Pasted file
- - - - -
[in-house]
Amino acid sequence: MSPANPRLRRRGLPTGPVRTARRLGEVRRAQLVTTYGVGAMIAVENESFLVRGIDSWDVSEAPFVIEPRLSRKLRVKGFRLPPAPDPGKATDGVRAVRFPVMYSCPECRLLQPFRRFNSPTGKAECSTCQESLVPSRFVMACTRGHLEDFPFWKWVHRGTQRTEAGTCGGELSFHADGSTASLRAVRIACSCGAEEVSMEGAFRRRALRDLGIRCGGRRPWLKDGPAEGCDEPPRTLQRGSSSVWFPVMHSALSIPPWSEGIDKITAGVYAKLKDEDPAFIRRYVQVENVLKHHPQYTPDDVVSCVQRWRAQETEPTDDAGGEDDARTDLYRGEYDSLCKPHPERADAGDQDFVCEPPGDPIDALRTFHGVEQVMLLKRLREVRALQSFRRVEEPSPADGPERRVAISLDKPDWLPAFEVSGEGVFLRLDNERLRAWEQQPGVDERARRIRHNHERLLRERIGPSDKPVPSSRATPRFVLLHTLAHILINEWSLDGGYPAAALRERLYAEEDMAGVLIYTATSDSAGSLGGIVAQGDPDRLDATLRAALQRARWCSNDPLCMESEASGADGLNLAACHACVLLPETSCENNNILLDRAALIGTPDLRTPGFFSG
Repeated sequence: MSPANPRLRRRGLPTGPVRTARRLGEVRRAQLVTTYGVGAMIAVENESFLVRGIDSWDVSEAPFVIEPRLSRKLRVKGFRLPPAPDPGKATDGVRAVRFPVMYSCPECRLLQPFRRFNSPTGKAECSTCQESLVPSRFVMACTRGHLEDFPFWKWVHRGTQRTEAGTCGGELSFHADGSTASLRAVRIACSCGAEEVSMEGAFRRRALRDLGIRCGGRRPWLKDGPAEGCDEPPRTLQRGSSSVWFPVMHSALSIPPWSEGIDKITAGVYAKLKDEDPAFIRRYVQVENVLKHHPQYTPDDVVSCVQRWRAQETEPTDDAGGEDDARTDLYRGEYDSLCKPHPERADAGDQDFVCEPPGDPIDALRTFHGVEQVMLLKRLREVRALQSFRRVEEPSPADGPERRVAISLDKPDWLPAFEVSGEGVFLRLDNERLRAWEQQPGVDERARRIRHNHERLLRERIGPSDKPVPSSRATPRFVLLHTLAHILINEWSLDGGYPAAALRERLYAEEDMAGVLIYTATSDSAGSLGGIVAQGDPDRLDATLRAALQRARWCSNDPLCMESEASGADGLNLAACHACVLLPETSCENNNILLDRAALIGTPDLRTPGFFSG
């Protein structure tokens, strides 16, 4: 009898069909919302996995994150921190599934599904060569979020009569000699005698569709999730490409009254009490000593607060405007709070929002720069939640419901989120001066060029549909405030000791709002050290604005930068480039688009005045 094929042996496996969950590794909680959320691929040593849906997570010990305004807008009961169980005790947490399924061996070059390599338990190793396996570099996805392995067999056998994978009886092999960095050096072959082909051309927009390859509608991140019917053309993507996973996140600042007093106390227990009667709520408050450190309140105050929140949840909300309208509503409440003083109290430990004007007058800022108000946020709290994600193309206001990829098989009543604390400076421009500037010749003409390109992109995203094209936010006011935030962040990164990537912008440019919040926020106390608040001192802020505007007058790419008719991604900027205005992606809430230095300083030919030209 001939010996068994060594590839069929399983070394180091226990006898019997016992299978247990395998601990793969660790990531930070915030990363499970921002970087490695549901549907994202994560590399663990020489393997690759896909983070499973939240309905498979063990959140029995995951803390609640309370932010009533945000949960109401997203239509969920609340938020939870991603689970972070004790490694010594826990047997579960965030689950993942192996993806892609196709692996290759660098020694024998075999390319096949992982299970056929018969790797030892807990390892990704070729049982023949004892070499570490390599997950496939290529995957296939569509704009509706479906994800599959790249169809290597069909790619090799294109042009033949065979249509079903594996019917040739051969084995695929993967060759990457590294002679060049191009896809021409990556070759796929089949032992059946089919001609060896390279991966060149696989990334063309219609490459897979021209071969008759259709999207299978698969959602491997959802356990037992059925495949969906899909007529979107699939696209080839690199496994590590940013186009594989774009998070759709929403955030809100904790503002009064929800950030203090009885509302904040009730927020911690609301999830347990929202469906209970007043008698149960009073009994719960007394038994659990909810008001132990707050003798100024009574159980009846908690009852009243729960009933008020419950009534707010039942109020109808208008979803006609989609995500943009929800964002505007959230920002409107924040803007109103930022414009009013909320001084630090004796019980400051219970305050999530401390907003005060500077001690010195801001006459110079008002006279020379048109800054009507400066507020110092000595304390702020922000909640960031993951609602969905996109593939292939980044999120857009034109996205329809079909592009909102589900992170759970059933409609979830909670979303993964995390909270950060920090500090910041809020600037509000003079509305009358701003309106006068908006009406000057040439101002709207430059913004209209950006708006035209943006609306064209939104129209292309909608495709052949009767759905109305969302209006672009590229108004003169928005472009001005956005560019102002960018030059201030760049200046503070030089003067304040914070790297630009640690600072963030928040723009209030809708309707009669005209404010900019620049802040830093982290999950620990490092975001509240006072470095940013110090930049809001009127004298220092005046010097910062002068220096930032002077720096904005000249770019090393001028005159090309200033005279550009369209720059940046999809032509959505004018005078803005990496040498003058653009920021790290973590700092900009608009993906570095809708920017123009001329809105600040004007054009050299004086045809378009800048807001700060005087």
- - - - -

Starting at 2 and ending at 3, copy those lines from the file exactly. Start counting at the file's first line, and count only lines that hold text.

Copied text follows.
Amino acid sequence: MSPANPRLRRRGLPTGPVRTARRLGEVRRAQLVTTYGVGAMIAVENESFLVRGIDSWDVSEAPFVIEPRLSRKLRVKGFRLPPAPDPGKATDGVRAVRFPVMYSCPECRLLQPFRRFNSPTGKAECSTCQESLVPSRFVMACTRGHLEDFPFWKWVHRGTQRTEAGTCGGELSFHADGSTASLRAVRIACSCGAEEVSMEGAFRRRALRDLGIRCGGRRPWLKDGPAEGCDEPPRTLQRGSSSVWFPVMHSALSIPPWSEGIDKITAGVYAKLKDEDPAFIRRYVQVENVLKHHPQYTPDDVVSCVQRWRAQETEPTDDAGGEDDARTDLYRGEYDSLCKPHPERADAGDQDFVCEPPGDPIDALRTFHGVEQVMLLKRLREVRALQSFRRVEEPSPADGPERRVAISLDKPDWLPAFEVSGEGVFLRLDNERLRAWEQQPGVDERARRIRHNHERLLRERIGPSDKPVPSSRATPRFVLLHTLAHILINEWSLDGGYPAAALRERLYAEEDMAGVLIYTATSDSAGSLGGIVAQGDPDRLDATLRAALQRARWCSNDPLCMESEASGADGLNLAACHACVLLPETSCENNNILLDRAALIGTPDLRTPGFFSG
Repeated sequence: MSPANPRLRRRGLPTGPVRTARRLGEVRRAQLVTTYGVGAMIAVENESFLVRGIDSWDVSEAPFVIEPRLSRKLRVKGFRLPPAPDPGKATDGVRAVRFPVMYSCPECRLLQPFRRFNSPTGKAECSTCQESLVPSRFVMACTRGHLEDFPFWKWVHRGTQRTEAGTCGGELSFHADGSTASLRAVRIACSCGAEEVSMEGAFRRRALRDLGIRCGGRRPWLKDGPAEGCDEPPRTLQRGSSSVWFPVMHSALSIPPWSEGIDKITAGVYAKLKDEDPAFIRRYVQVENVLKHHPQYTPDDVVSCVQRWRAQETEPTDDAGGEDDARTDLYRGEYDSLCKPHPERADAGDQDFVCEPPGDPIDALRTFHGVEQVMLLKRLREVRALQSFRRVEEPSPADGPERRVAISLDKPDWLPAFEVSGEGVFLRLDNERLRAWEQQPGVDERARRIRHNHERLLRERIGPSDKPVPSSRATPRFVLLHTLAHILINEWSLDGGYPAAALRERLYAEEDMAGVLIYTATSDSAGSLGGIVAQGDPDRLDATLRAALQRARWCSNDPLCMESEASGADGLNLAACHACVLLPETSCENNNILLDRAALIGTPDLRTPGFFSG